Breast cancer: sport could reduce the side effects of radiotherapy

To fight cancer, doctors use procedures that also damage healthy cells in the body. Chemotherapy or radiotherapy patients suffer from many side effects. In the context of breast cancer, sport could help women get rid of one of the most common ones more quickly: fatigue!

Radiotherapy is one of the weapons available to doctors to fight breast cancer. The rays weaken the tumour, but also the neighboring healthy cells and, ultimately, the general condition of the patients. Between 70 and 100% of women who receive radiation therapy suffer from what doctors call cancer-related fatigue; chronic fatigue that a good night’s sleep does not help, which appears during radiotherapy sessions and persists afterwards. The daily life of the women concerned is then more difficult. Cancer-related fatigue also negatively impacts the daily health of patients.

Faced with this very frequent side effect of radiotherapy, doctors recommend that patients rest during their treatment and the weeks that follow. However, a study published in breast-cancer suggests that a sporting activity helps women get rid of cancer-related fatigue more quickly.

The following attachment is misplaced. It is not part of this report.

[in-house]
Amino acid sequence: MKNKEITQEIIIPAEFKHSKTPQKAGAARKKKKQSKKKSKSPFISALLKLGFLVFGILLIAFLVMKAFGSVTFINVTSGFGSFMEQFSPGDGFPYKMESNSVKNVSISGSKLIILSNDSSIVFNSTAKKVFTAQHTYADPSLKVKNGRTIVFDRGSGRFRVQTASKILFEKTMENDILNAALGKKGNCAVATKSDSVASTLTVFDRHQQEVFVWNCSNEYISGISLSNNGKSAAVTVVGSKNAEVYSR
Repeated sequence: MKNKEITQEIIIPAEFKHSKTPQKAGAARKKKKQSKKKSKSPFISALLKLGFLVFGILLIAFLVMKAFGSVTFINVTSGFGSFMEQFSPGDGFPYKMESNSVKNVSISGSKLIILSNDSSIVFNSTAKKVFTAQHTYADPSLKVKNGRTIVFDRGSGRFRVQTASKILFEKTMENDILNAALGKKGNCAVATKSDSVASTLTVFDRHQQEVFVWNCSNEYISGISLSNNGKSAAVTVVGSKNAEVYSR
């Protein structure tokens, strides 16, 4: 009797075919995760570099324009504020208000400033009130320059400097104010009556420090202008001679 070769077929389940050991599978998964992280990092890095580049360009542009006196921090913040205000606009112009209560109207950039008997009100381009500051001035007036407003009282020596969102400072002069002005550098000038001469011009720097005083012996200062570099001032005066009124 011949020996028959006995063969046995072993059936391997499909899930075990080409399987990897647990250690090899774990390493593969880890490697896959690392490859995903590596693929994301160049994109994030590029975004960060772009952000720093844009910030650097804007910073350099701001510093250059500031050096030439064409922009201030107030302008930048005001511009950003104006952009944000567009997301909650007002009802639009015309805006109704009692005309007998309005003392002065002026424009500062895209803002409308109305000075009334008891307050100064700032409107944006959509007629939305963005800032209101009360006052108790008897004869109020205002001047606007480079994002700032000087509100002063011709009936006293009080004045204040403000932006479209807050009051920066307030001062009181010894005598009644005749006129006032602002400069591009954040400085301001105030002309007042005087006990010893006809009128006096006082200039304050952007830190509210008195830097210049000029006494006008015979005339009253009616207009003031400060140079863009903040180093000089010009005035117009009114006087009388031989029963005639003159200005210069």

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Exercising to fight fatigue

The experiment was conducted with 106 female volunteers, all suffering from breast cancer, and aged on average 50 years. The scientists suggested that they follow a twelve-week sports program that includes bodyweight exercises and dumbbell exercises (aerobics and exercises with weights), which can be done at home and without the help of a professional. coach. The intensity and frequency of the exercises are adapted to each participant. At the end, only 89 of them went through with the experiment. Their state of health was compared to that of a second cohort made up of patients also suffering from breast cancer but who followed the usual recommendations.

The sports program showed positive results at six weeks after radiotherapy. Women who have taken it are already reporting benefits on their fatigue, whereas for non-athletes, cancer-related fatigue only decreases after six months. Nevertheless, this positive effect does not persist beyond twelve weeks, according to statistical analyses. At six months post-radiation, the two groups of women report a comparable quality of life. Moreover, the sport had no effect on the quality of their sleep which, in both groups, is considered to be poor.

A beneficial practice as long as it is maintained

The protocol has several limitations. Depending on their state of health, the participants were not able to follow the same program. It was difficult for them to do more than 150 minutes of sport per week. With few exceptions, most of them did between 30 to 40 minutes of sport per week. However, scientists have observed benefits even for the least intense programs. Scientists note that exercise can have a positive effect on cancer-related fatigue if practiced on a regular basis because it disappears as soon as patients stop moving.

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